So this morning I opened my email to find a rejection from a publisher for a short story I'd submitted about a month and a half ago.
That's never fun.
However, whenever I get a rejection, I typically respond by looking at the story, any comments the editor might have made on the rejection, seriously consider constructive feedback (if provided) and potentially edit/modify the story accordingly if I feel it's necessary, then attempt to find another appropriate market to submit that story to.
I like to keep at least 5 or more stories "out there" in the slush piles of various markets at any given time.
Because, at the end of the day, rejection is part of the business (each market gets hundreds of submissions and can only accept a small handful - and you're not going to wow every single editor with every single story - like dating, there has to be a nice fit between the story's content/style and the editor's tastes/mood as well as whether or not the editor has already chosen a similar story for their magazine/anthology/project. It's a tricky hit and miss process (okay, it's more miss than hit, but THAT'S why a writer has to not stick their head in the sand and keep at it)
After all, you can't have a story accepted for publication with it just sitting there in your drawer.
So far, in the past couple of years I've been pretty good about keeping a small handful of stories in circulation. For a handful of yearsusing on novel-length projects, I had slipped on that mandate, and my "sales" of short fiction completely dropped off. Why? Because (and I'll repeat this in case it was missed) you CAN'T sell a story if you don't send it to an editor. Honestly. It's true. I've tried it. There are some great stories sitting in my drawer, and not once in the past 15 years has a story sold without me having to submit it anywhere. (Okay, it sort of happened once, but it was a fluke and isn't typical -- it's on par with winning the lottery) Unless you're a "name" author, you're not going to receive invitations from editors to send them a story.
No, at the end of the day, you have to submit to be accepted.
And speaking of submissions, I still occasionally submit to market that pay lesser amounts (IE, they pay less than professional rates). I know that many schools of thought among writers circles suggest this is a terrible idea. And for the most part, I agree with them. Giving your away for free or less than pro rates isn't usually a good idea. However, I'll sometimes do that because it's a reprint for which I've already made a decent amount and the story works so nicely in the project it would appear in, the editor is a friend and I'd like to support them or do them or their project a favour, or perhaps because the market is a great one, offering high exposure (the key is HIGH exposure, not just exposure - I can get ho-hum exposure by posting a story along with a naked picture on my blog) or is considered prestigious among enough circles that appearing in it is a good thing for a writer.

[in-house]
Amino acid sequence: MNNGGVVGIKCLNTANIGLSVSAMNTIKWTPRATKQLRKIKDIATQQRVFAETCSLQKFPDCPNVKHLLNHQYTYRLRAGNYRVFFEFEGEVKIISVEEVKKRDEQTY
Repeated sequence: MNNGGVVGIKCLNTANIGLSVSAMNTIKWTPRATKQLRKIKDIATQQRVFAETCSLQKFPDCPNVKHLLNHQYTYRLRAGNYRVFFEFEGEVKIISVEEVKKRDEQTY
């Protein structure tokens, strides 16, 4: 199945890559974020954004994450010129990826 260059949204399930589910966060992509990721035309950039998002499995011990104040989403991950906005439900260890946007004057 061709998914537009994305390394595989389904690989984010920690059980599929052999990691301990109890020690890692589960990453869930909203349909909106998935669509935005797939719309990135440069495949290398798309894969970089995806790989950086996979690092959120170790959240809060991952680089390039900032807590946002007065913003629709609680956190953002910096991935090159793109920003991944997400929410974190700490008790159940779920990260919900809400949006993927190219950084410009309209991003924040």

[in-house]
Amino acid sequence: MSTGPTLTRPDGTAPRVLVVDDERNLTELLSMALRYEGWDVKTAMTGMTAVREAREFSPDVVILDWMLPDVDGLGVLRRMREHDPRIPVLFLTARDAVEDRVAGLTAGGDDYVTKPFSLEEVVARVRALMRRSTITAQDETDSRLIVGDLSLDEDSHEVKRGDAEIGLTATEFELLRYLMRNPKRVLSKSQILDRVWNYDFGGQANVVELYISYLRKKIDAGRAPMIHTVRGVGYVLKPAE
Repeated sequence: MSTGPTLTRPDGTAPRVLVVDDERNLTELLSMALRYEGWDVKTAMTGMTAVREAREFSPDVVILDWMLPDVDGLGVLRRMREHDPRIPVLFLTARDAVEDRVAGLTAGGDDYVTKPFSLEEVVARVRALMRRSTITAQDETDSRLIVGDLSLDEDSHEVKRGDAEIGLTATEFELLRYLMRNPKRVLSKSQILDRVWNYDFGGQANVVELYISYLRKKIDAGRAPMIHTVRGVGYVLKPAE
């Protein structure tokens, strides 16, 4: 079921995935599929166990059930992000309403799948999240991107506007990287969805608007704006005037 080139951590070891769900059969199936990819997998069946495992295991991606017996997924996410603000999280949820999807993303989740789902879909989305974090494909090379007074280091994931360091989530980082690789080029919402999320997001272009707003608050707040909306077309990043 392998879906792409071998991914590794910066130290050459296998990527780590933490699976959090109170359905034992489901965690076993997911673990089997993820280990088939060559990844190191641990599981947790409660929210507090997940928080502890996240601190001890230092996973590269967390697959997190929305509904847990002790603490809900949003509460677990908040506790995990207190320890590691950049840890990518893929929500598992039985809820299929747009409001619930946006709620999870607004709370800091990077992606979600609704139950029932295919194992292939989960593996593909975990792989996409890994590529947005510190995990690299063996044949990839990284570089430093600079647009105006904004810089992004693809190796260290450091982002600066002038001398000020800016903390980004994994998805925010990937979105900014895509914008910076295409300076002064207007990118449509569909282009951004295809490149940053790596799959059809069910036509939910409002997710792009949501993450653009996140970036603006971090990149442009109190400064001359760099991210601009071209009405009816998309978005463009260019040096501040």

However, despite exceptions that I will make if all the stars are alligned, I don't often submit to no payment or "contributor copy only" markets much anymore. When I first started out, I certainly did -- and that was a good area to hone my craft and get some experience.
But one thing that has happened over the years, and continues to happen, is that I'll get cheques (or checks if you're not Canadian) in US funds for really small amounts, like $5.00 or $25.00 or something like that. It has happened less in the past 5 or so years due to options like PayPal where it's more cost effective for editors to pay small amounts via that option -- but I still do occasionally get smaller royalty payments in US funds.
For that reason, I have a US funds account with a Canadian Bank where I've been depositing these small cheques into for at least the past decade. Again, not so much lately as when I first started out. And though the amounts are small (the larger US cheques go straight into my regular Canadian account, auto-exchange, etc because I usually need them to do things like eat and buy clothes), they've added up over the years. And since the US account I have has no monthly fees just to keep the account open (a giant anomally among banking institutions) the account continues to grow with tiny interest deposits plus my occasional small deposit.
I've let it sit over the years, and it has added up to several hundred dollars. Not bad for small deposits. And I'm going to be taking advantage of it to help pay for attending Eerie-Con 11 in Niagara Falls, NY in a few weeks.
You see, attending conventions is yet another type of investment that a writer can make in their career. But that discussion is for another day.